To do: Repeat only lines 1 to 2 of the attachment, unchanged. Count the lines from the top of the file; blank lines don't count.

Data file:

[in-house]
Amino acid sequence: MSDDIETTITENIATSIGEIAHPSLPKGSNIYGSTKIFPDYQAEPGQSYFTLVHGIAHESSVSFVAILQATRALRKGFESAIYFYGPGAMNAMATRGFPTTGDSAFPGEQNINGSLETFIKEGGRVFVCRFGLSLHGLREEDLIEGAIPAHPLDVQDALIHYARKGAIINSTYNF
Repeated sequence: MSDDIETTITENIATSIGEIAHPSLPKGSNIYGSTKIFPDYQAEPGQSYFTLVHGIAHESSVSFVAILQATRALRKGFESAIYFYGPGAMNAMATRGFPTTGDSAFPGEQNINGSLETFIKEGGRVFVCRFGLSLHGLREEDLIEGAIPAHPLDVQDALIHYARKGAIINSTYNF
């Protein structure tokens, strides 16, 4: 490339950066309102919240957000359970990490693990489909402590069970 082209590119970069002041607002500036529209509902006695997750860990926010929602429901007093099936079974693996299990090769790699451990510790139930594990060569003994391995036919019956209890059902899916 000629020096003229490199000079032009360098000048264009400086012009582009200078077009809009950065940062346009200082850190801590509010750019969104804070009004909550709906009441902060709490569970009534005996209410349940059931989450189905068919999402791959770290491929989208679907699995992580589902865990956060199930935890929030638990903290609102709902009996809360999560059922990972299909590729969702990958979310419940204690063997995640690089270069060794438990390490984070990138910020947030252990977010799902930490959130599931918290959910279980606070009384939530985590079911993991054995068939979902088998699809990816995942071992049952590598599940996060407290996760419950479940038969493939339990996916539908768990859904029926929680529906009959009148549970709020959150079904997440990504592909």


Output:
[in-house]
Amino acid sequence: MSDDIETTITENIATSIGEIAHPSLPKGSNIYGSTKIFPDYQAEPGQSYFTLVHGIAHESSVSFVAILQATRALRKGFESAIYFYGPGAMNAMATRGFPTTGDSAFPGEQNINGSLETFIKEGGRVFVCRFGLSLHGLREEDLIEGAIPAHPLDVQDALIHYARKGAIINSTYNF